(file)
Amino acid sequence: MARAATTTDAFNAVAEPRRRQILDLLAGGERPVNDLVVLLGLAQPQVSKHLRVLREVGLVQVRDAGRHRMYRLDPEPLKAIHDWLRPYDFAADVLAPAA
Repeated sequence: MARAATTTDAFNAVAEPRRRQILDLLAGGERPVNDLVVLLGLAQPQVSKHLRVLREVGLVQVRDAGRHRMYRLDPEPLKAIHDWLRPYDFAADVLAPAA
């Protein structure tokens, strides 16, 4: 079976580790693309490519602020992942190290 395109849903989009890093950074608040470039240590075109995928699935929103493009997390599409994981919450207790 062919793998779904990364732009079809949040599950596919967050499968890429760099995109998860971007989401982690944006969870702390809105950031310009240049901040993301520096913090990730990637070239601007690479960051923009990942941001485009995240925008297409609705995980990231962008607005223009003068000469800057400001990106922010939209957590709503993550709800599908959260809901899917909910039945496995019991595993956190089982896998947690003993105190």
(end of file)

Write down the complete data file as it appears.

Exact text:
Amino acid sequence: MARAATTTDAFNAVAEPRRRQILDLLAGGERPVNDLVVLLGLAQPQVSKHLRVLREVGLVQVRDAGRHRMYRLDPEPLKAIHDWLRPYDFAADVLAPAA
Repeated sequence: MARAATTTDAFNAVAEPRRRQILDLLAGGERPVNDLVVLLGLAQPQVSKHLRVLREVGLVQVRDAGRHRMYRLDPEPLKAIHDWLRPYDFAADVLAPAA
């Protein structure tokens, strides 16, 4: 079976580790693309490519602020992942190290 395109849903989009890093950074608040470039240590075109995928699935929103493009997390599409994981919450207790 062919793998779904990364732009079809949040599950596919967050499968890429760099995109998860971007989401982690944006969870702390809105950031310009240049901040993301520096913090990730990637070239601007690479960051923009990942941001485009995240925008297409609705995980990231962008607005223009003068000469800057400001990106922010939209957590709503993550709800599908959260809901899917909910039945496995019991595993956190089982896998947690003993105190």